Amelia Fagence is a Tradespeople tradie and then some

Designing, gardening, sculpting… Is there anything this multitalented Auckland maker can’t do? 

Amelia Fagence grew up in Auckland in a home filled with art, where she loved making inside and exploring outside in the native bush that surrounded her family’s property. Of all the things that her artist parents taught her, perhaps the most significant of all was how to make a living doing things you love. So, after four years living in Melbourne, with a completed  Masters of Architecture and some work experience under her belt, she returned to Auckland with the desire to pursue a varied work life that among other things sees her in Tradespeople’s new national directory of women and gender-diverse tradies for hire. 

Your ‘trade’ has a multidisciplinary aspect to it — how do you describe what you do? When introducing myself, I say I’m a maker — an open-ended description that allows my specific trades to be wrapped up in one word. Essentially, I love doing and creating anything with my hands, so my days involve a combination of gardening, custom design and fabrication projects for residential and hospitality clients, and creating furniture and sculptures.

ABOVE Amelia in her Northcote workshop with objects from her Monolithic Explorations collection, which blur the line between art and furniture, depending on how they’re arranged. The idea took shape during the beginnings of the pandemic, when Amelia seized the opportunity to use the time to create a body of work derived through slow, subtractive methods.

How do you divide your time between your various pursuits? Planning, communicating and understanding how long each project will take is essential. My custom design and fabrication projects are generally larger jobs that take up the majority of my time when they’re underway. The gardening slots in nicely on the less- busy days and is fairly seasonal during the warmer, dryer months, and the furniture-making and sculpting happens when I’m not as busy with the rest.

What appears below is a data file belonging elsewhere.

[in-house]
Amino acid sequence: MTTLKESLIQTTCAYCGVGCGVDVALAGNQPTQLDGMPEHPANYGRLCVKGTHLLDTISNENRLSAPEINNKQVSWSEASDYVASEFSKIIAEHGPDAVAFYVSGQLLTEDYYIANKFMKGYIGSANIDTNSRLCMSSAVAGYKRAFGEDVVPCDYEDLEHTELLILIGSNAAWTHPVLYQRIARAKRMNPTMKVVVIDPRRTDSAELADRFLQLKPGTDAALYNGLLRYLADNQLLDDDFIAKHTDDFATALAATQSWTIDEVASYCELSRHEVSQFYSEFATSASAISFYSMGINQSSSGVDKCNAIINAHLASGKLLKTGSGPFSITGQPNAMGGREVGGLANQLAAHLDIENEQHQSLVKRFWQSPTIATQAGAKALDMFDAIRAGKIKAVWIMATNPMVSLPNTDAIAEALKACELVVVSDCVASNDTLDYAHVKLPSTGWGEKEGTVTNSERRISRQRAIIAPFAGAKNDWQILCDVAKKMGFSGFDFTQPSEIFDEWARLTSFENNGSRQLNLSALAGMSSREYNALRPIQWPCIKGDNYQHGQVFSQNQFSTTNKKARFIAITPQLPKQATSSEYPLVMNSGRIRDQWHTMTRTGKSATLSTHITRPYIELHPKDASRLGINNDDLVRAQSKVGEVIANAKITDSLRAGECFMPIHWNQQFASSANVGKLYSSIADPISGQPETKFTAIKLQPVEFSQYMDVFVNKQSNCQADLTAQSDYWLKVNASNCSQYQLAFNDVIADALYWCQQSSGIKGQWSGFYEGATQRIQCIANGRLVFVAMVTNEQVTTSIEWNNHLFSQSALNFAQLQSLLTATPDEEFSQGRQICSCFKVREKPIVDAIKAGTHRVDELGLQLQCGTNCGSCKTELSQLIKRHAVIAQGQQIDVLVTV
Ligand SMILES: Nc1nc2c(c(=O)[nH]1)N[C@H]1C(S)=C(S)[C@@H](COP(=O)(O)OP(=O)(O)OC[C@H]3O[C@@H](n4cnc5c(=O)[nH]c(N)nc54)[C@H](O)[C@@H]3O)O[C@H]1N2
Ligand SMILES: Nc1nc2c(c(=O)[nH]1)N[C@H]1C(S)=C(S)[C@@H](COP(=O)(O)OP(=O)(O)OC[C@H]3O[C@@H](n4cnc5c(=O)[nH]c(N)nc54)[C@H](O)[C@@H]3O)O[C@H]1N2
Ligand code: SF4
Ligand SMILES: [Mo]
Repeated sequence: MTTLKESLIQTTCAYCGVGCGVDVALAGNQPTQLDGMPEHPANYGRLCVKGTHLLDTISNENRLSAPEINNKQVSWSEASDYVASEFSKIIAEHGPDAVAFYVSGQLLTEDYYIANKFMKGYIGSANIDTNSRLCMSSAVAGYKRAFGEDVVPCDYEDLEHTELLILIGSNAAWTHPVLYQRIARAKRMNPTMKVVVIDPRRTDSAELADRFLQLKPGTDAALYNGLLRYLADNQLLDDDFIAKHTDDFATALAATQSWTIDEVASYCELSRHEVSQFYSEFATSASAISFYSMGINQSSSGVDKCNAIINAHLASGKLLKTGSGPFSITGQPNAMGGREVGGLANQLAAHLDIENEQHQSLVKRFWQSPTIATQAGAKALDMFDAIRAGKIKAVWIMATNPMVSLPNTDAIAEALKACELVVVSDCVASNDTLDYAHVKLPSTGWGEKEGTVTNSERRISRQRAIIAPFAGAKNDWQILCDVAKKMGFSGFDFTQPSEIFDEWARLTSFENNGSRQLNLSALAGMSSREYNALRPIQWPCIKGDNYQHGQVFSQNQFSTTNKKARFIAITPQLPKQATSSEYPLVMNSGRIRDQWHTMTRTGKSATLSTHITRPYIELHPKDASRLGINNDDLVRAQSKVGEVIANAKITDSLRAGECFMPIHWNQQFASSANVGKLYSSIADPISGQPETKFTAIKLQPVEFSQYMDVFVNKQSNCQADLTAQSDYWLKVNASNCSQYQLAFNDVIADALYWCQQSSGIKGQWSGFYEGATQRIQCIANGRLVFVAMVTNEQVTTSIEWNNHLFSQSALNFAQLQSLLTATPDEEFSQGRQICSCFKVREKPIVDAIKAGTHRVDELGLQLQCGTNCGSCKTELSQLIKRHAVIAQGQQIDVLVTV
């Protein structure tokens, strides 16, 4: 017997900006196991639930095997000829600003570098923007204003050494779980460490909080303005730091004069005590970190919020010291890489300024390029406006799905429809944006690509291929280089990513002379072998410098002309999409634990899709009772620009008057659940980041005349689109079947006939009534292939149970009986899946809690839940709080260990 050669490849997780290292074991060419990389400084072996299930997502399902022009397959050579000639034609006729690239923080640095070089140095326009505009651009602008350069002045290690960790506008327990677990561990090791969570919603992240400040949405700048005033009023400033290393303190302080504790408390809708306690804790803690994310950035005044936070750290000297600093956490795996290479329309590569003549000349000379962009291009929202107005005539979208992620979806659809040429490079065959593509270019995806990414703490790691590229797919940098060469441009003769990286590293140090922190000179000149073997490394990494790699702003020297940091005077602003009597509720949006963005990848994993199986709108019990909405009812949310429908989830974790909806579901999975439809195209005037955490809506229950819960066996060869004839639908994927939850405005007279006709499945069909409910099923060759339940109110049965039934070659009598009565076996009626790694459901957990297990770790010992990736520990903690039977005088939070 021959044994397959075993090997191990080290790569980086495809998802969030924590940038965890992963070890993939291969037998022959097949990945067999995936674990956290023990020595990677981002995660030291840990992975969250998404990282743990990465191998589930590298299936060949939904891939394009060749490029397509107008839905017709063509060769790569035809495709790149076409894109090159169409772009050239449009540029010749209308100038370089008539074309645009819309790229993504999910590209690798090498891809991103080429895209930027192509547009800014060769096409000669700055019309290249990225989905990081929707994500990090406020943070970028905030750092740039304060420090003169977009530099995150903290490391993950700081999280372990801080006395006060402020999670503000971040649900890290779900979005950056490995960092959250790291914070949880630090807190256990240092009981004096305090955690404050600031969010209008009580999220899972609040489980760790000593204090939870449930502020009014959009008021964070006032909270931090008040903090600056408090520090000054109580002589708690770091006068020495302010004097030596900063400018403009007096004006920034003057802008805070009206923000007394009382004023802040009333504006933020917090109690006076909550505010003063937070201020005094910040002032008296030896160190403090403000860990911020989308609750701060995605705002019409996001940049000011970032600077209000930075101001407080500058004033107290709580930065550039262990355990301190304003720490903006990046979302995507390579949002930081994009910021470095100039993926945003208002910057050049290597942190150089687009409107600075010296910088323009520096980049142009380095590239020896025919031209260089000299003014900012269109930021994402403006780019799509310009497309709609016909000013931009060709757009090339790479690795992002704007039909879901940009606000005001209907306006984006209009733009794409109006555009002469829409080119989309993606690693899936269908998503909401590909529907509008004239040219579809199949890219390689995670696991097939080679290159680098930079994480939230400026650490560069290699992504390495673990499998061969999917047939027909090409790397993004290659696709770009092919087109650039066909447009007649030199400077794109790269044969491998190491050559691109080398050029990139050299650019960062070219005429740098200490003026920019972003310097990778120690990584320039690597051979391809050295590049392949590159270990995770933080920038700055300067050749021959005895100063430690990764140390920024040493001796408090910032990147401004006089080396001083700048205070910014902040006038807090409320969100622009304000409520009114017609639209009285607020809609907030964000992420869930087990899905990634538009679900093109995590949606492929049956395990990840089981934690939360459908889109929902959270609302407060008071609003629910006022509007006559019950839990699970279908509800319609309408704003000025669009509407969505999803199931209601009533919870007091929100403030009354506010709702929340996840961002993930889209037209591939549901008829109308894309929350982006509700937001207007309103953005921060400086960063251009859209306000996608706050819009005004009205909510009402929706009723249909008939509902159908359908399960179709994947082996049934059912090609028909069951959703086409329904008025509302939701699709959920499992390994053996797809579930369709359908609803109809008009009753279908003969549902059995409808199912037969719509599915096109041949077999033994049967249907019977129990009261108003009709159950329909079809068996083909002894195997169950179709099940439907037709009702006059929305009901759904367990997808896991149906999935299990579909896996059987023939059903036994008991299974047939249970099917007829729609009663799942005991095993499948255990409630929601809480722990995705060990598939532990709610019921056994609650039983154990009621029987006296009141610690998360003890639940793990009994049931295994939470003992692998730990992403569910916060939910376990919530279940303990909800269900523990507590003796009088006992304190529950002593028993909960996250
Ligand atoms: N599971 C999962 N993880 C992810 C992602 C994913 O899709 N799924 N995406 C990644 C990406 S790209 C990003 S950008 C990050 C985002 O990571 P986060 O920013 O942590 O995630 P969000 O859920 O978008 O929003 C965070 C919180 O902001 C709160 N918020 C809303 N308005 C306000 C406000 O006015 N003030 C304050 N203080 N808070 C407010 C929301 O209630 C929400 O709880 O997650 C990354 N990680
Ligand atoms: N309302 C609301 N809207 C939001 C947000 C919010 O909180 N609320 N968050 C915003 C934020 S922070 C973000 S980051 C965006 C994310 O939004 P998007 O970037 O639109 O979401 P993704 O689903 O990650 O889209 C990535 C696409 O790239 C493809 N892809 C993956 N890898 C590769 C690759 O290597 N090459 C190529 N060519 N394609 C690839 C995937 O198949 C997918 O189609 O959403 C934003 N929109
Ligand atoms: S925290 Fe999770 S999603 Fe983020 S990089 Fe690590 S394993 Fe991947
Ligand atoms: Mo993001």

Timber is a particular interest of yours — what is it about it that excites you? Timber is one of the most beautiful materials to work with. I love the feel of it in my hands, reading its growth lines and knowing its age. I love the soft, natural quality it brings to any project, how forgiving it is over time, and that it’s a sustainable material.

When it comes to gardening, are you drawn to a certain philosophy? Yes — permaculture and the concept of treating a garden as a whole ecosystem, regardless of its scale.

ABOVE Pumpkin and strawberry plants propagating in her glasshouse.

What parts of your process give you the greatest satisfaction? I enjoy working on projects with a point of difference. Aside from seeing them fully completed and that final ‘Aah’ moment, I get so much satisfaction from working out how things will be put together, and in what order each part will be worked on and installed.

Why are sustainable practices important to you? Because we all have a responsibility to do our part and reduce our impact on the environment. I try to leave the lightest footprint possible in everything I take on.
I push my design and fabrication projects towards sustainable material choices and processes, and within my gardening work, I attempt to educate people to make better choices for our ecosystems, by eliminating sprays and planting for all the critters and creatures in our neighbourhoods.

ABOVE Want to establish or maintain a lush plot at your place? Amelia can help! Instead of creating traditional gardens, she likes to grow edible and beneficial plants.

Name five things that are inspiring you right now… Trees; Tradespeople; the strength of communities; Grown & Gathered by Matt & Lentil; and Yuka O’Shannessy, who owns Auckland store Public Record.

What makes you hopeful? Silent pauses.

ABOVE Timber being one of Amelia’s favourite materials, it appears in almost all of her projects. Starting with a chainsaw and ending with a chisel, these pieces are made mostly from macrocarpa, eucalyptus and fallen tōtara.

What’s the coolest thing you’ve made this year? I’ve recently been working on a body of sculptural work, Monolithic Explorations, that’s pretty cool. It’s a playful collection of large forms made from solid, locally sourced timber.

What are you growing and planting at home at the moment? I have a ton of sweet basil taking off, and have just picked the last of my elderberries and made them into a tonic ready for the cooler months ahead. 

What else do you like to get up to when you’re not working? I love escaping the city for quiet nature spots, and trading in the tools for a good book.;

Interview Alice Lines
Photography Frances Carter

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